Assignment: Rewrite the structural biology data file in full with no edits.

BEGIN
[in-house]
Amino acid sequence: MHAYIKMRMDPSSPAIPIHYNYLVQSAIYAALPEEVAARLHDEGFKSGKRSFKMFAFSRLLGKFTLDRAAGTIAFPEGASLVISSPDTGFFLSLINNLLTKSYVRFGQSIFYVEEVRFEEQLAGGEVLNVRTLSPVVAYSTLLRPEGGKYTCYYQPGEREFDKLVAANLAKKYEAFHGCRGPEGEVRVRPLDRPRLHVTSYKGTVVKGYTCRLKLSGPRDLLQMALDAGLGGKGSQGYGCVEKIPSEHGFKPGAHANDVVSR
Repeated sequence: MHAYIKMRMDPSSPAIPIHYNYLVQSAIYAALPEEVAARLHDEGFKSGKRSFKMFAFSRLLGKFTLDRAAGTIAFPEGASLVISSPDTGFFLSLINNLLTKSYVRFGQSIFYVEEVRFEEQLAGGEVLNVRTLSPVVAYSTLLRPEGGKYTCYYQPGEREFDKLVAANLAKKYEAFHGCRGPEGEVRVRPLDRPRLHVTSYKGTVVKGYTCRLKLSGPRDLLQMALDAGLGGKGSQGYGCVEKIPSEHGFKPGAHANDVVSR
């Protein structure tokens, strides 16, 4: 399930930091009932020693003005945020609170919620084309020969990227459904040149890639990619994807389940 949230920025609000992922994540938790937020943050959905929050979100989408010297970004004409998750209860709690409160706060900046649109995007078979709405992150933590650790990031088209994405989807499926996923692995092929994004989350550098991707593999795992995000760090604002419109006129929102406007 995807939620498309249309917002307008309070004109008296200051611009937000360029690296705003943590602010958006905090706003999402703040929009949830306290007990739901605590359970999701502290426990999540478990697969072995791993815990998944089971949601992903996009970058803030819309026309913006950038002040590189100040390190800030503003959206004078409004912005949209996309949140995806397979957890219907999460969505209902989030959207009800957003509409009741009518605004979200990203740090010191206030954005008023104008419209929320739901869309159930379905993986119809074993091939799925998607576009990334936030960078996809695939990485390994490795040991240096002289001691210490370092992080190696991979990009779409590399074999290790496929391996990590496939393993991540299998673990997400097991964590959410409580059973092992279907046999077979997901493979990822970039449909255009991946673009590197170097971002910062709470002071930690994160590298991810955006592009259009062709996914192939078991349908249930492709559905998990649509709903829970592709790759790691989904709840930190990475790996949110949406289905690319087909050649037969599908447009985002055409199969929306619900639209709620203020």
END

[in-house]
Amino acid sequence: MHAYIKMRMDPSSPAIPIHYNYLVQSAIYAALPEEVAARLHDEGFKSGKRSFKMFAFSRLLGKFTLDRAAGTIAFPEGASLVISSPDTGFFLSLINNLLTKSYVRFGQSIFYVEEVRFEEQLAGGEVLNVRTLSPVVAYSTLLRPEGGKYTCYYQPGEREFDKLVAANLAKKYEAFHGCRGPEGEVRVRPLDRPRLHVTSYKGTVVKGYTCRLKLSGPRDLLQMALDAGLGGKGSQGYGCVEKIPSEHGFKPGAHANDVVSR
Repeated sequence: MHAYIKMRMDPSSPAIPIHYNYLVQSAIYAALPEEVAARLHDEGFKSGKRSFKMFAFSRLLGKFTLDRAAGTIAFPEGASLVISSPDTGFFLSLINNLLTKSYVRFGQSIFYVEEVRFEEQLAGGEVLNVRTLSPVVAYSTLLRPEGGKYTCYYQPGEREFDKLVAANLAKKYEAFHGCRGPEGEVRVRPLDRPRLHVTSYKGTVVKGYTCRLKLSGPRDLLQMALDAGLGGKGSQGYGCVEKIPSEHGFKPGAHANDVVSR
């Protein structure tokens, strides 16, 4: 399930930091009932020693003005945020609170919620084309020969990227459904040149890639990619994807389940 949230920025609000992922994540938790937020943050959905929050979100989408010297970004004409998750209860709690409160706060900046649109995007078979709405992150933590650790990031088209994405989807499926996923692995092929994004989350550098991707593999795992995000760090604002419109006129929102406007 995807939620498309249309917002307008309070004109008296200051611009937000360029690296705003943590602010958006905090706003999402703040929009949830306290007990739901605590359970999701502290426990999540478990697969072995791993815990998944089971949601992903996009970058803030819309026309913006950038002040590189100040390190800030503003959206004078409004912005949209996309949140995806397979957890219907999460969505209902989030959207009800957003509409009741009518605004979200990203740090010191206030954005008023104008419209929320739901869309159930379905993986119809074993091939799925998607576009990334936030960078996809695939990485390994490795040991240096002289001691210490370092992080190696991979990009779409590399074999290790496929391996990590496939393993991540299998673990997400097991964590959410409580059973092992279907046999077979997901493979990822970039449909255009991946673009590197170097971002910062709470002071930690994160590298991810955006592009259009062709996914192939078991349908249930492709559905998990649509709903829970592709790759790691989904709840930190990475790996949110949406289905690319087909050649037969599908447009985002055409199969929306619900639209709620203020």